Oh geez, it's the fortieth anniversary of the Summer of Love in Haight-Ashbury, at Monterey Pop, or anywhere else two or more tie-dyed, inordinately hairy, endlessly horny stoners might have gathered.
The leftover activists from that era are writing their end of life books. Now short of hair and coiffed of beard, they pontificate about what they think was lurking in the hearts of an entire generation.
They want you and me to believe that 1967 was a mystical time when a huge group of war babies summoned up dreams of transforming society, as if something unique and purposeful in their DNA kicked in an altruistic and uncontrollable desire to start challenging the establishment, opposing a stupid war, and marching for women's rights and racial equality. Ha.
Oh, and while we're saving the world from itself, let's roll in the mud at week long concerts, have sex with anything that moves, and worship at the feet of Timothy Leary, chanting his mantra -- turn on, tune in and drop out,
I'm tired of those wankers taking credit for my generation. I have a different theory about what caused the sixties to roll over and implode on itself. It wasn't because there was a perfect storm of war colliding with civil rights, women's rights and free love.
It was all about one man's death.
Without that particular, singular event, the sixties would have slogged along as another docile decade of somnambulism like its predecessor, the fifties. Yep, women would still be married, wearing bras and staying home. Jesse Jackson would be a religion professor at Tuskegee University. And free love would simply reflect the gratitude of a generous hooker.
Everything came unglued when JFK was assassinated. His unfathomable, still questionable death was the beginning of a rebellion that is still being felt.
JFK's death was easily the most traumatic event of my generation. You can add the subsequent murders of Martin Luther King and Bobby five years later, but we were so numb after JFK that their deaths seemed muted, like the sounds of a distant echo. Not to diminish the agony of those equally horrific assassinations, but the emotional weight of those killings was carried by our younger siblings.
In fact, I believe that Bobby and MLK would still be alive if JFK hadn't been murdered.
The unrest that unleashed so much anger and rebellion in the latter half of the sixties started on November 22, 1963.
Before then we were happy, even ecstatic with our lives. We had hope. We had JFK. There had never been a president embraced so completely by young people.
No one could have cast a better person to run the country. Not because of his agenda, which barely had a chance to get off the ground. But for his personal appeal to a twenty-something demographic that had recently come of age.
More than any other politician before or since, JFK belonged to US. Next to George Washington, he was the most charismatic leader the country has ever known. He was our class president and beloved older brother. We worshipped him. He was a real war hero who looked and acted like a war hero -- plus he was well educated, witty, smart, a published author and married to the prettiest, smartest girl in the country.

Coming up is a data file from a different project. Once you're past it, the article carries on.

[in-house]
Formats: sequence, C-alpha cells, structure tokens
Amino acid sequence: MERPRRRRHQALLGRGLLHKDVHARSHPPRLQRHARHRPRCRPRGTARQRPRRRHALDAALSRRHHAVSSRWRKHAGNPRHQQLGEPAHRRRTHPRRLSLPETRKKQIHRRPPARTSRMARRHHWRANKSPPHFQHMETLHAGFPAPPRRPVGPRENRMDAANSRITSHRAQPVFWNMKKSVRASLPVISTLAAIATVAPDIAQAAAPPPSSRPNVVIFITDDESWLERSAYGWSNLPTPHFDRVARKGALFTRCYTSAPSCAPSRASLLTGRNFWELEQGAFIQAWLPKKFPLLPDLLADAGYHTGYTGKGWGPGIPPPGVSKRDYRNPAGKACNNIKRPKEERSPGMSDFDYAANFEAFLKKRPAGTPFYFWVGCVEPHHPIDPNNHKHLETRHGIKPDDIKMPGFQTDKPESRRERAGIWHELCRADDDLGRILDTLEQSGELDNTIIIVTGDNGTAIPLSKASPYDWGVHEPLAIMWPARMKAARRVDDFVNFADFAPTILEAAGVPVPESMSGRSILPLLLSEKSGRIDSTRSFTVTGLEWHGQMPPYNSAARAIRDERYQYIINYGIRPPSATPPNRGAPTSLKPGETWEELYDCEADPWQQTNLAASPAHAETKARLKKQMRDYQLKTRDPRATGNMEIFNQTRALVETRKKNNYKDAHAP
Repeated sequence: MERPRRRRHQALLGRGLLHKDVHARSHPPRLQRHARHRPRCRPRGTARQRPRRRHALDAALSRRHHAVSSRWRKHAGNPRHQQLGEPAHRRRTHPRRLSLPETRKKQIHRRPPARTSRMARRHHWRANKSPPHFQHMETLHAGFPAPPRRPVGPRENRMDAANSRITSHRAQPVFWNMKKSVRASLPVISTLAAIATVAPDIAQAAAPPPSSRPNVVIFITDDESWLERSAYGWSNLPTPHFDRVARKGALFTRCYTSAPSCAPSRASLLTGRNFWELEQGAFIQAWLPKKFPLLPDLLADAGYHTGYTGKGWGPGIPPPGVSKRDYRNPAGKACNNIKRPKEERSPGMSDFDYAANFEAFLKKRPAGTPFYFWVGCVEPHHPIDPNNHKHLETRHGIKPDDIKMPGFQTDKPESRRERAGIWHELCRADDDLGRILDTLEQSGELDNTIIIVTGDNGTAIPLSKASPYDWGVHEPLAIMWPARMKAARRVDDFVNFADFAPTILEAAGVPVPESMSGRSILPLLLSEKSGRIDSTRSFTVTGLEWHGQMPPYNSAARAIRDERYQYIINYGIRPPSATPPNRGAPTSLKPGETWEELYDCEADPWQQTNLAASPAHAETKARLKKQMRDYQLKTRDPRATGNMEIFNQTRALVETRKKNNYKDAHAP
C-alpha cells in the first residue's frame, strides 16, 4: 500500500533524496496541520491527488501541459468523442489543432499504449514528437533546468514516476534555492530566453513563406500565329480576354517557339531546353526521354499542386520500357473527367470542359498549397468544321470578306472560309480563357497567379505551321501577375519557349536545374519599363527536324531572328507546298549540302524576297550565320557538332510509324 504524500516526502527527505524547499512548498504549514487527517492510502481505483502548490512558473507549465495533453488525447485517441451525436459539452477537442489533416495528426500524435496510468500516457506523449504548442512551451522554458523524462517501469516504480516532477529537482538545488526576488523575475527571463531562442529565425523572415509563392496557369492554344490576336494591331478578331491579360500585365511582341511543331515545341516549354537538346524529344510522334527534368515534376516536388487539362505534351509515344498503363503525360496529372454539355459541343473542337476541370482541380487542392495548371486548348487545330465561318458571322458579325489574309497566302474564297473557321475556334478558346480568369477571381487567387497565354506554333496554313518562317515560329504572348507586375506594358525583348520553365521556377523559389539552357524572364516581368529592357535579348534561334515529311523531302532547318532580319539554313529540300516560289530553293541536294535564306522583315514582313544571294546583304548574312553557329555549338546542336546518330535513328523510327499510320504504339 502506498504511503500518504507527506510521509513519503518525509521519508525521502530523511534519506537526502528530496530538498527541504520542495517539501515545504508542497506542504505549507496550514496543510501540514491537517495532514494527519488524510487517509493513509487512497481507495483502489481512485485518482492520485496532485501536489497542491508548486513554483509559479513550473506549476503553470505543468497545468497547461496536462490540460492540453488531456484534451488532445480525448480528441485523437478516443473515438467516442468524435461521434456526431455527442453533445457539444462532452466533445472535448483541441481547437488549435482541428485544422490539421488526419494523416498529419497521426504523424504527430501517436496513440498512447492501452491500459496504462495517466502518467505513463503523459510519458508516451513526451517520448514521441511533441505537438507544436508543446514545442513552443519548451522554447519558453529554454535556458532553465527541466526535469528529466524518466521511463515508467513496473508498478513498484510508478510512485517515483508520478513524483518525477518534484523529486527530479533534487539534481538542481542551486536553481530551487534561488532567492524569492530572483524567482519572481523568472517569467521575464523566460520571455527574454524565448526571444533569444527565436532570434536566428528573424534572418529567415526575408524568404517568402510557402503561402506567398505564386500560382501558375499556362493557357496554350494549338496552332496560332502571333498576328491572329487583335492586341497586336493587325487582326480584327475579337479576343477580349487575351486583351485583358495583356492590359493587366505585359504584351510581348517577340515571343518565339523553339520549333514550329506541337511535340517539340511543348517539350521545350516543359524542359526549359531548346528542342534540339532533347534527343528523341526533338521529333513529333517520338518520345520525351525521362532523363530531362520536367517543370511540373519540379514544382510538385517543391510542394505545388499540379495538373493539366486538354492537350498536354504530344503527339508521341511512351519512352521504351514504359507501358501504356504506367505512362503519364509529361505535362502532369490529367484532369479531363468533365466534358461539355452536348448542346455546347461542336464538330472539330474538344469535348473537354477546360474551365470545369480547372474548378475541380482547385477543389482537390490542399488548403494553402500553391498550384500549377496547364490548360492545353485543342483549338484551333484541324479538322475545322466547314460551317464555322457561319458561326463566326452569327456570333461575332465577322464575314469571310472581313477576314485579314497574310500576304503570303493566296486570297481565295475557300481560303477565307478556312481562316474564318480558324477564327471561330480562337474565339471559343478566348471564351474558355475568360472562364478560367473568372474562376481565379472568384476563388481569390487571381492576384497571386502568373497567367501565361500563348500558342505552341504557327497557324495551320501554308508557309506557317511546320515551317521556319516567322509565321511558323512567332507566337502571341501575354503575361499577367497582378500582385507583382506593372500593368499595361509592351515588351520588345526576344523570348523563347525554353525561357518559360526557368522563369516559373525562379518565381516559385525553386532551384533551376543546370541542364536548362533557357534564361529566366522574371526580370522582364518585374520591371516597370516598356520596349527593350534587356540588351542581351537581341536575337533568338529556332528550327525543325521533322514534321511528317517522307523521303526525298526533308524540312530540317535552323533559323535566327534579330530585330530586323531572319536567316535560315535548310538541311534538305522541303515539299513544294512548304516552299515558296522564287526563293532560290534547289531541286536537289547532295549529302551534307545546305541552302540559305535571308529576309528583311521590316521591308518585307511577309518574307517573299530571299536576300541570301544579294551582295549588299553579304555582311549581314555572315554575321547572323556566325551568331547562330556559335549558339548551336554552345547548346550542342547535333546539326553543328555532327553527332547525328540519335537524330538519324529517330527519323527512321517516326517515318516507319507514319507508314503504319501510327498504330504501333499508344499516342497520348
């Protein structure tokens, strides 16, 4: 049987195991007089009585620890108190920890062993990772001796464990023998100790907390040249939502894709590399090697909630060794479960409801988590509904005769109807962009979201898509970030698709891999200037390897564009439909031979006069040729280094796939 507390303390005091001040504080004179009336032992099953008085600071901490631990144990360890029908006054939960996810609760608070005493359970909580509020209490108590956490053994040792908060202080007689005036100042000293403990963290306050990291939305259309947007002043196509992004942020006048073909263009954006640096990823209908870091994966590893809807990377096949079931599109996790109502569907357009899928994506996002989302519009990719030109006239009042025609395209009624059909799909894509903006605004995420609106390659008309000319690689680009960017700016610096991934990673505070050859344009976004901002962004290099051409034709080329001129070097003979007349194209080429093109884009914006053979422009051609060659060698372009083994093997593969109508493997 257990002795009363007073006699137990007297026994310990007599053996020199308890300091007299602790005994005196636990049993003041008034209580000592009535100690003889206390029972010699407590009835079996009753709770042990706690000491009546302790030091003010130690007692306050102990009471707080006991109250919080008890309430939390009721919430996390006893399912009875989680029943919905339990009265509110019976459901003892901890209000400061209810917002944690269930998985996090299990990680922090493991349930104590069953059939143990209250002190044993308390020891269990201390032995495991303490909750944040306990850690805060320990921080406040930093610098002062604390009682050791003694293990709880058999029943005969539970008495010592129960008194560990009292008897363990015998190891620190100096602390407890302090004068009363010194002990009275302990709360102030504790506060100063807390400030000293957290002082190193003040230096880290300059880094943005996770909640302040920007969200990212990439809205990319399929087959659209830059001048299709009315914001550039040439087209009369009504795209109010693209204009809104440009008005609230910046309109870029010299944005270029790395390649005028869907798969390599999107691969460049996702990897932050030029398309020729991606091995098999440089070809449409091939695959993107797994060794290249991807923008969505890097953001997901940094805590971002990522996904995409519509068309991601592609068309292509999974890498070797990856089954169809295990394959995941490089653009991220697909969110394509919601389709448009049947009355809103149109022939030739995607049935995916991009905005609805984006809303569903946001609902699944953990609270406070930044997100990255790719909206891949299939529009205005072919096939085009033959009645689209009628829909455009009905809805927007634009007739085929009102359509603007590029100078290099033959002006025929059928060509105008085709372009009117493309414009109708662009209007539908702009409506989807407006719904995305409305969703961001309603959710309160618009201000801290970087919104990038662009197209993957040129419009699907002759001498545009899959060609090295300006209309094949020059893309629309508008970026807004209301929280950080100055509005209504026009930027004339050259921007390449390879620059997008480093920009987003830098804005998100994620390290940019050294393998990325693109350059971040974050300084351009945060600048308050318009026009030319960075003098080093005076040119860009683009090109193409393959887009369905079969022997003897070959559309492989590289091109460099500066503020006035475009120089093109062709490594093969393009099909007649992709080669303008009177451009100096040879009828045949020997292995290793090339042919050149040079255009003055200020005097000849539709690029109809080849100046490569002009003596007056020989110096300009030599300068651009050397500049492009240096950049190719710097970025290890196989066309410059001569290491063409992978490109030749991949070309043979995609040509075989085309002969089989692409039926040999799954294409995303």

During his inaugural address, he immediately reached out and tapped us to assume unheard of responsibility. Ask not what your country can do for you -- ask what you can do for your country. You talking to me?
He lifted the hazy veil of ennui that envelops young high school and college graduates and gave us a sense of power. He made us feel that who we were and what we did was important. He understood leadership. And we were willing to follow him anywhere.
Then, unbelievably, shockingly, he was dead. And we were left rudderless and stumbling.
As a group we behaved like so many young people behave when they've been traumatized by sudden death. First comes the shock. On a personal level, the sadness of a violent murder is unbearable. It hums in the background like white noise you can only silence with sleep. Over time, even sleep won't come. But as many traumatized people discover, alcohol and drugs can dull the pain.
There follows a feeling of emptiness and a sense of helplessness when everything that means anything seems gone for good.
Meanwhile, with no one to offer comfort, the sadness continues like a wound that won't heal. Over time a scab forms and the emotional bleeding begins to slow. But the psychic scars are permanent, revealed in the profound and unexplainable anger that seems to come out of nowhere.
It's not that hard to understand when you think of the computer model. Garbage in. Garbage out. Devastated by JFK's death, the now Bereft Generation turned and aimed its newly minted rage against anyone in its sights -- the war, the establishment, racism, inequality, and injustice -- while simultaneously trying to dull the pain of sadness and loss with sex, drugs and rock and roll.
Everything that happened after JFK died followed a tried and true formula -- one that predicts the inevitable emergence of rage and rebellion in a severely traumatized individual. In three to five years, the shit is going to hit the fan.
Only in the case of my generation, it was a group effort.